London based designer David Koma is the first design mentor within the Sport inspired focus area. He is an emerging designer established in 2010. As I have mentioned previously, his aesthetic, especially within his most recent collection, Fall 2013 Ready-To-Wear (below) closely resembles my own. Koma’s work is described as “synonymous with the ultra-body contouring silhouette” on his website bio, which also indicates he is inspired by Thierry Mugler, another one of my chosen design mentors (David Koma 2012).
The colour palette for this collection is limited, mostly black and beige, with a muted blue and a bright red contrast. However, the colour of each look is generally monochromatic.
The silhouettes within this collection are mostly body conscious with exploration of distorting sections of the figure, for example the images above respectively illustrate, distortion of the waist, dissection of the limb and squaring of the bust section.
There is a strong focus in the collection on lines which contour and dissect the body and it utilises an interesting combination of the two. The direction of lines and the cut in majority of the collection have a waist area focus, with horizontal lines above and below and pointing towards the waist. There is emphasis on line, shape and cut contouring and working against the bust. These areas of focus on the form are similar to my own design style. Another sport focused design aspect is the attention to details at the elbow, with sleeve endings and fabric contrast panel lines, implying and giving way to movement. This is something I am already heavily focused on and intend to explore within my graduate collection.
The use of various juxtaposed fabrications, stretch against stiff, smooth against textured, transparent against opaque, create a sporty feel within a collection which would otherwise be very tailored.
In relation to my own aesthetic, this hybrid of fabrication and style, bodycon silhouettes, dissection of form through paneling and cut, and refined colour, strongly reflects my own design aesthetic. Distortion of the body through line and silhouettes within the collection also creates subtle futuristic mood, which is relevant to my design work within a futuristic area of research, which involves depiction of the Posthuman body which I interpret as a distorted human form.
The next collection I looked at is the Spring 2013 Ready-To-Wear collection, which has prominent tennis inspiration, from colours and cut, to lines and fabrication.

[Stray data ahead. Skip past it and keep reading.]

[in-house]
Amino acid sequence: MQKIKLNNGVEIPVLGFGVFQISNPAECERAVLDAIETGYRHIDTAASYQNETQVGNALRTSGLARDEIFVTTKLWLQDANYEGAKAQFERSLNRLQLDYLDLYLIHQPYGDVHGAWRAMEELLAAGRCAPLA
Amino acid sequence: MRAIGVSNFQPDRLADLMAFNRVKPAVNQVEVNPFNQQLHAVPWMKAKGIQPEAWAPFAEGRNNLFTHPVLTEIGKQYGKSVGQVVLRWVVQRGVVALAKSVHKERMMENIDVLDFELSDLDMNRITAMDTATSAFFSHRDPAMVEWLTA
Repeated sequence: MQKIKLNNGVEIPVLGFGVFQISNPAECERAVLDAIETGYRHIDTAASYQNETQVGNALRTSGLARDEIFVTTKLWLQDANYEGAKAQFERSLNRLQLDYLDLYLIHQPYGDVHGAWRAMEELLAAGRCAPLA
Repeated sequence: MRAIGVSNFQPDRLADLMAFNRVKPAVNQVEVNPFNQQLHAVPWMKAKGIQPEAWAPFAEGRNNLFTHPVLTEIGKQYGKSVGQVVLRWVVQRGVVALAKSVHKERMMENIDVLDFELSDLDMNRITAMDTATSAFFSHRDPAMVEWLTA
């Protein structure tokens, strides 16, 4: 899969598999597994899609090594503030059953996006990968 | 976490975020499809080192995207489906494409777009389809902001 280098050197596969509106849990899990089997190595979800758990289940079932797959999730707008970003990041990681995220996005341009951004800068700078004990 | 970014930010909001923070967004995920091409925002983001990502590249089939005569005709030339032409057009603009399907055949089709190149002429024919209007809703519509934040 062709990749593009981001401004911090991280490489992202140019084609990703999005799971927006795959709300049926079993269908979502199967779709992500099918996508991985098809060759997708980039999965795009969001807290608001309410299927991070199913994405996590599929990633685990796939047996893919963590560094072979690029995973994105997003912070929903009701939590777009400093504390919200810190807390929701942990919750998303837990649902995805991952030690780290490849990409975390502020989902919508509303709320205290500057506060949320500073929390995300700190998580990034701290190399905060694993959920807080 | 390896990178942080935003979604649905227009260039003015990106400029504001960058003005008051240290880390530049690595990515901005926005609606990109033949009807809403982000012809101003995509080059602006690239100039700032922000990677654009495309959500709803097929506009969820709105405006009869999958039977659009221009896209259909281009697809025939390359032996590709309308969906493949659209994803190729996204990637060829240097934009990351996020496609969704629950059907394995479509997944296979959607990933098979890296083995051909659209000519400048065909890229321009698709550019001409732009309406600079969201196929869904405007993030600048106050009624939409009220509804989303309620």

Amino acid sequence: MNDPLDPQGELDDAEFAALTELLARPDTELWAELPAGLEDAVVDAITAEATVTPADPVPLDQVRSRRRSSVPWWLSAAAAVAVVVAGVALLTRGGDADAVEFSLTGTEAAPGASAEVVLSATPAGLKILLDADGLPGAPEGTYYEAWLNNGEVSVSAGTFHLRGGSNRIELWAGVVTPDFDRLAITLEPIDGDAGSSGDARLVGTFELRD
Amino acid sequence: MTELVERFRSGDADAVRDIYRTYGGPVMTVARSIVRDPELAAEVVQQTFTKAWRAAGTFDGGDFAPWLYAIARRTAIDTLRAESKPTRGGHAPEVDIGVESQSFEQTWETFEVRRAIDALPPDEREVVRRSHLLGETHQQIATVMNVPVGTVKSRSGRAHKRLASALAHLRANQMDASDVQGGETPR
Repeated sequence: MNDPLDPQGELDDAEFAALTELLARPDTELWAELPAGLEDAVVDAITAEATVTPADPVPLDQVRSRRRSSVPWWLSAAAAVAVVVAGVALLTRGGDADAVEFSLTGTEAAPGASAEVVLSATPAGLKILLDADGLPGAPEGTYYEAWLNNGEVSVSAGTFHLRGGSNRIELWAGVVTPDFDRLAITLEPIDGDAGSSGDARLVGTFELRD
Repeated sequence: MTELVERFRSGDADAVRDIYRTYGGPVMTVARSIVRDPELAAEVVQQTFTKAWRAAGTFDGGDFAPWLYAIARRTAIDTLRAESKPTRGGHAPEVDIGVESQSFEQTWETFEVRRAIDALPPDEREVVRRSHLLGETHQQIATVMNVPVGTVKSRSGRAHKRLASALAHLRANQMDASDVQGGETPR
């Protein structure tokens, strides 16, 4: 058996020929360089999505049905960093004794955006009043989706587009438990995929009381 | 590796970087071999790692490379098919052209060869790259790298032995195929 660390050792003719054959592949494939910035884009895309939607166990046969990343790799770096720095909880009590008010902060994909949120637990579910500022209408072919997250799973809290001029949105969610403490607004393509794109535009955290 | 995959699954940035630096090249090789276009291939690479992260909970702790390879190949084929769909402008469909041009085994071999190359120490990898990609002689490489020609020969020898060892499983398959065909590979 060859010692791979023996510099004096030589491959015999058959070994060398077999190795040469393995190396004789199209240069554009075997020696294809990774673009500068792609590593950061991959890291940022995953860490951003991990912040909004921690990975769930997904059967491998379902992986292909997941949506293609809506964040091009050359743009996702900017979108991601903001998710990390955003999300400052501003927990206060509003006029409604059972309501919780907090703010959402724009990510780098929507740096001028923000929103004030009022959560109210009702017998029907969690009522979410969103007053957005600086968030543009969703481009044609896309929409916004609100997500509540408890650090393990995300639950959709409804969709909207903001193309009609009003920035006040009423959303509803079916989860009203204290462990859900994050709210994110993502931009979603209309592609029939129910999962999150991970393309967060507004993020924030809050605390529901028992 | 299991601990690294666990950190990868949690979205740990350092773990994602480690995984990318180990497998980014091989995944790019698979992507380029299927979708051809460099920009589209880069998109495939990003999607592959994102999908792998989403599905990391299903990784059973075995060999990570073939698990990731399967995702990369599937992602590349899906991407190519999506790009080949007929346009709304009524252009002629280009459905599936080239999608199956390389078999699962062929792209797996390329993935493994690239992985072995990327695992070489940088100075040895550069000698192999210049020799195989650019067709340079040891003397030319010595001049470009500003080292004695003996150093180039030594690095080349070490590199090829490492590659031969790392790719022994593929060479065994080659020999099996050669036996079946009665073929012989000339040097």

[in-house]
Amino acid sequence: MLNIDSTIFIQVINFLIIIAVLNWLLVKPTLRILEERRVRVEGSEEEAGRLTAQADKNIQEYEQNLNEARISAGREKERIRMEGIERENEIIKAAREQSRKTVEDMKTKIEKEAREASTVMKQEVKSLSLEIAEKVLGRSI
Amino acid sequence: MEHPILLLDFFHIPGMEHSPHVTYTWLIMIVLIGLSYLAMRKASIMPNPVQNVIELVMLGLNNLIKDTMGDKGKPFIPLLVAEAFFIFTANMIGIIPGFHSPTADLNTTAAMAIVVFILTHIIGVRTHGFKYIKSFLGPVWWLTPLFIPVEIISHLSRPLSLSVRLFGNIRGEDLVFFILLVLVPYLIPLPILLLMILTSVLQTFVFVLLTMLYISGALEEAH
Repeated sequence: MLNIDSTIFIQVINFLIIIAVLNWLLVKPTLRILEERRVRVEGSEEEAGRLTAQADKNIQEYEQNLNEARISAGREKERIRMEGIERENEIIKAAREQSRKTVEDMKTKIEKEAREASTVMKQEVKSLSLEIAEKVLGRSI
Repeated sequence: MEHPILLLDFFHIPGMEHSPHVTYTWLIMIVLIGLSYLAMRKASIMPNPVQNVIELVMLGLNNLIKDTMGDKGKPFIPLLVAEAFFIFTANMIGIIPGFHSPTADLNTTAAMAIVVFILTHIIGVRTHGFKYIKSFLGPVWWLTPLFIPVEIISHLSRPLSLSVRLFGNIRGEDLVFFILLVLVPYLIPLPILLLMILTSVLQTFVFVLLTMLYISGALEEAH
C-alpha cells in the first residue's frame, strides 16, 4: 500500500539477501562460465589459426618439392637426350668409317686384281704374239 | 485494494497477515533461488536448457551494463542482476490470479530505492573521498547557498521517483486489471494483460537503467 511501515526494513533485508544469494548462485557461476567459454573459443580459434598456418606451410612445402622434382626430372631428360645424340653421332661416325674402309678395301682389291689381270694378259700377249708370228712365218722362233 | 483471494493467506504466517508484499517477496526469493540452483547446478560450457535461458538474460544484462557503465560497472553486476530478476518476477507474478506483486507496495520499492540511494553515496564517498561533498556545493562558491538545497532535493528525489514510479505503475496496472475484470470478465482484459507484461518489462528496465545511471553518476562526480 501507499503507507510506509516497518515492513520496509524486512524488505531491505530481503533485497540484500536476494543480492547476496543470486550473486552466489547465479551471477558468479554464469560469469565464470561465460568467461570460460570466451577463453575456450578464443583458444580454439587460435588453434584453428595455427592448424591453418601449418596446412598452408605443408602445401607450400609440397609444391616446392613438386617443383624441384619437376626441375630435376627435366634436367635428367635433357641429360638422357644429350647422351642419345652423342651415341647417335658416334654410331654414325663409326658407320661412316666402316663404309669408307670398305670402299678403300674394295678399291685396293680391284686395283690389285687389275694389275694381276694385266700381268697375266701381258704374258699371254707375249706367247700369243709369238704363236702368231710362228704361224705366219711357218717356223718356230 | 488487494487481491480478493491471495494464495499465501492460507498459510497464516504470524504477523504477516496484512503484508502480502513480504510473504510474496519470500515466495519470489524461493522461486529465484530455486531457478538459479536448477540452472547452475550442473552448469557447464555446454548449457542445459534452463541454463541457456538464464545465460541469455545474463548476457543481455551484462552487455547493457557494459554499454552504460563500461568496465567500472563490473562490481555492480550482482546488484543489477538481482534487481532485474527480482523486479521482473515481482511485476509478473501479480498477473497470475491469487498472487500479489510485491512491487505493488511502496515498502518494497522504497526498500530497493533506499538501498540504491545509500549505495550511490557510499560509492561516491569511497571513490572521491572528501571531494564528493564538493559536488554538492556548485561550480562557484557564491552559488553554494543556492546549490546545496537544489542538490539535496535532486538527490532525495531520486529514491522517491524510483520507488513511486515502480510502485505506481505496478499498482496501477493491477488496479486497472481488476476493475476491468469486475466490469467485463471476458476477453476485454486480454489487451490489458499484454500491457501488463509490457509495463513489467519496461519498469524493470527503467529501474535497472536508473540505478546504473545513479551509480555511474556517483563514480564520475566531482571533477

The colour palette for this collection consists of black, white, peach, aqua and peacock blue. Unlike the previous collection I looked at this collection makes use of colour matching within each look (above left, middle). This use of colour can be likened to my design style of introducing contrast within looks.
This silhouettes in this collection are extremely body conscious with most of the looks close to the form and any lose silhouettes are created with transparent outer garments. The only exploration away from the form is the use of tennis inspired skirt flares. Similar to the last collection I examined, Koma has kept most of his garments to the form exploring only minor distortion on chosen sections of the figure. This is, again, much like my own work (See below, left of fitted jumpsuit with sleeve focus).
As discussed, strong use of line and shapes (this time with introduction of colour contrast) is present within this collection. Once more the direction of these lines, such as the V motif draws attention to the waist. The example below (right) also illustrates my own exploration using the waist as a focal area. Koma’s use of fabrication echos his Fall 2013 collection (discussed above) with juxtaposition of transparent with opaque, and pattern with plain.
As seen in the examples Koma’s work within this collection bares similarities to my own design style, with indication of strong sports influence. I feel there is also a futuristic mood created through colour selection, cut, and the choice of a transparent bright aqua fabric.
The following collection, Fall 2012 Ready-To-Wear consists of a mostly black, white and grey, with some hints of primary, and droplets of secondary colours.
The silhouettes in this collection emphasised his signature waisted silhouettes with exploration of peplum shaping (below centre) to emphasize the hip area. Attention is also drawn to the neck with repetitive use of tight stand collars.